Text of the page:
Security is weak in the cloud: RSA President

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Security is weak in the cloud: RSA President

Service providers need to demonstrate their ability to effectively enforce policy, prove compliance and manage multi-tenancy environments, so enterprises can outsource infrastructure to the cloud, Art Coviello, president of RSA, said during his keynote address at the RSA Conference in San Francisco overnight.   

Coviello said the shortcomings of security in virtualised infrastructures is holding back the full capability of cloud computing, prohibiting organisations from taking full advantage of the pay-as-you-go services model.    

He said the cloud enabled organisations to move away from their ageing infrastructures and instead focus their investments on the business. But, "something is holding back the full realisation of this vision, and that in a word, is security," said Coviello.   

Organisations need the ability to dictate and federate policy to their service providers so their information can be handled and accessed appropriately.  

"And service providers should be able to tell auditors just about anything they need to know with verifiable metrics.  

"The ultimate goal is to generate a concise summary that feeds into a government risk and compliance on one dashboard that demonstrates the level of compliance," said Coviello.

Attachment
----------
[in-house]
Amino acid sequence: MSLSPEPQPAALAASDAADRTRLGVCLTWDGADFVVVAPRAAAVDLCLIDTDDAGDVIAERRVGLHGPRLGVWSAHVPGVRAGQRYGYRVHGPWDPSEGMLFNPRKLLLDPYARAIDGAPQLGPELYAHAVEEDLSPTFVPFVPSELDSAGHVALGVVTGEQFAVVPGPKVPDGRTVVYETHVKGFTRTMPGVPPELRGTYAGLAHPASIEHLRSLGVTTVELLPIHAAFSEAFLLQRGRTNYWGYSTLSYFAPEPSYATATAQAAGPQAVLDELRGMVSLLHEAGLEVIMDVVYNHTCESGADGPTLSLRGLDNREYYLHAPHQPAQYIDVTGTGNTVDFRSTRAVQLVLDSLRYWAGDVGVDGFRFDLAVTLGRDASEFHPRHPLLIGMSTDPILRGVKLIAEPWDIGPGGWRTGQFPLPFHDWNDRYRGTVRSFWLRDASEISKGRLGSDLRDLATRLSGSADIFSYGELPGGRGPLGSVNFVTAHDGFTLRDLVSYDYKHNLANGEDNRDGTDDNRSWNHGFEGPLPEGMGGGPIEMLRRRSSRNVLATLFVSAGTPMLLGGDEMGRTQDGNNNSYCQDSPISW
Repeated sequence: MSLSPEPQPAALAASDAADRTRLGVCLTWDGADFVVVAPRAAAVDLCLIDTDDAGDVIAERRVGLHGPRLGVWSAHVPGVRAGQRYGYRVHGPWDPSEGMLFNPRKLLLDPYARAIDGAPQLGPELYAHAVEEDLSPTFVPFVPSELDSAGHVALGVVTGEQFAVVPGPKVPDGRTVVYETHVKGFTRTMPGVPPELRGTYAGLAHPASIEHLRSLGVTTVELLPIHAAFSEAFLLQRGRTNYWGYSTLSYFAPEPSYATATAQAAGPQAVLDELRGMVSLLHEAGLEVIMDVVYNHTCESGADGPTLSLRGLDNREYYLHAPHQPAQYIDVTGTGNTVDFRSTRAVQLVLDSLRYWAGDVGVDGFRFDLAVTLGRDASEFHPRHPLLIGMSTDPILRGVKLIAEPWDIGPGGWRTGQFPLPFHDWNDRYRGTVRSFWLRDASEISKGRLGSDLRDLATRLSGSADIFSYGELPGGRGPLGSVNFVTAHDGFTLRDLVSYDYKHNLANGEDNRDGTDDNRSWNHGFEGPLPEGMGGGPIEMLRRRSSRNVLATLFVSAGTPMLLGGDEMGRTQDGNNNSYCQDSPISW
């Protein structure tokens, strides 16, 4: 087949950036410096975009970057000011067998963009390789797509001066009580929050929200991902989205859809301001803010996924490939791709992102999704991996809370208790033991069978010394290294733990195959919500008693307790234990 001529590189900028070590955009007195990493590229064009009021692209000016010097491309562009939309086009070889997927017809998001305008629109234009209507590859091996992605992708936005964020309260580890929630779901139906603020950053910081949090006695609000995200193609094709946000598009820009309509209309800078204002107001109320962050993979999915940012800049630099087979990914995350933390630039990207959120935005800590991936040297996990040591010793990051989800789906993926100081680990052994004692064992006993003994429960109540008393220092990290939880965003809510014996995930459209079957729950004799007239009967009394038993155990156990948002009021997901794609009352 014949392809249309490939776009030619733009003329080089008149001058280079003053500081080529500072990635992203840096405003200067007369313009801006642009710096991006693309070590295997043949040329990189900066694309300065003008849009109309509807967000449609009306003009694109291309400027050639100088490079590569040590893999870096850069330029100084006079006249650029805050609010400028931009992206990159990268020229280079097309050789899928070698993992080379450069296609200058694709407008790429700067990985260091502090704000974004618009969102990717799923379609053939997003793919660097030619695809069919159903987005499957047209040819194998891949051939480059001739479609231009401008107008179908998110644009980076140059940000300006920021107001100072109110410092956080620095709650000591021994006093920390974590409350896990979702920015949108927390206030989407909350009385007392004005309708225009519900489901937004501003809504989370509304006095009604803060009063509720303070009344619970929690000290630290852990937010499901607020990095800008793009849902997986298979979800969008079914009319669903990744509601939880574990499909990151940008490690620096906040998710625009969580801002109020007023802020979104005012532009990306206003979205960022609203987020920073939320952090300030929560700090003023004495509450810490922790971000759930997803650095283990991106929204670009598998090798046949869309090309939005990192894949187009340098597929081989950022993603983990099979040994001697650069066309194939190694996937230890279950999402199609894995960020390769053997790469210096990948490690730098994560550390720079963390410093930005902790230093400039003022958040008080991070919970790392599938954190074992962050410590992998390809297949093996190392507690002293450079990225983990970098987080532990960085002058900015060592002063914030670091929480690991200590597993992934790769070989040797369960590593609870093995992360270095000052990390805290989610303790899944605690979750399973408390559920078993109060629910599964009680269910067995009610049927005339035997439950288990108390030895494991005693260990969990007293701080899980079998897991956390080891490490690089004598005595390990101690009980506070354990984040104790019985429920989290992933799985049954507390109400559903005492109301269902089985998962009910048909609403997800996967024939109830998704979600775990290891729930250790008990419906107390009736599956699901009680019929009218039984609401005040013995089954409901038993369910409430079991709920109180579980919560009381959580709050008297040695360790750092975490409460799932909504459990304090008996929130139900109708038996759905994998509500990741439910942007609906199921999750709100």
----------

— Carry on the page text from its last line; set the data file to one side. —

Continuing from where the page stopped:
An additional challenge for service providers is securing multiple tenants in one cloud.

Service providers must defend sensitive data of multiple tenants, said Coviello, who used an example of Coke and Pepsi possibly ending up on the same cloud to demonstrate the importance of securing data in the clouds.  

"To achieve isolation requires controlling the flow of information between tenants," he said. "This can be accomplished by leveraging a hardware root of trust at the chip level that verifies virtual machines are running on the right hardware systems and this can be leveraged to pools of trust," he said.  

Yesterday at the RSA Conference, EMC released a proof-of-concept in collaboration with Intel, VMware, RSA and Archer (EMC had recently acquired the latter), then demonstrated its cloud security vision of securing the cloud from the bottom of the stack at the hardware level and up.

"The security industry needs to be more closely connected to the evolution of cloud computing in order for it to evolve, and it must ensure a secure protection that surpasses what physical environments offer today," Coviello said.

"The cloud will complete the transformation of IT infrastructures unleashed by the internet organisations, so we must play an essential role in making cloud computing a reality."

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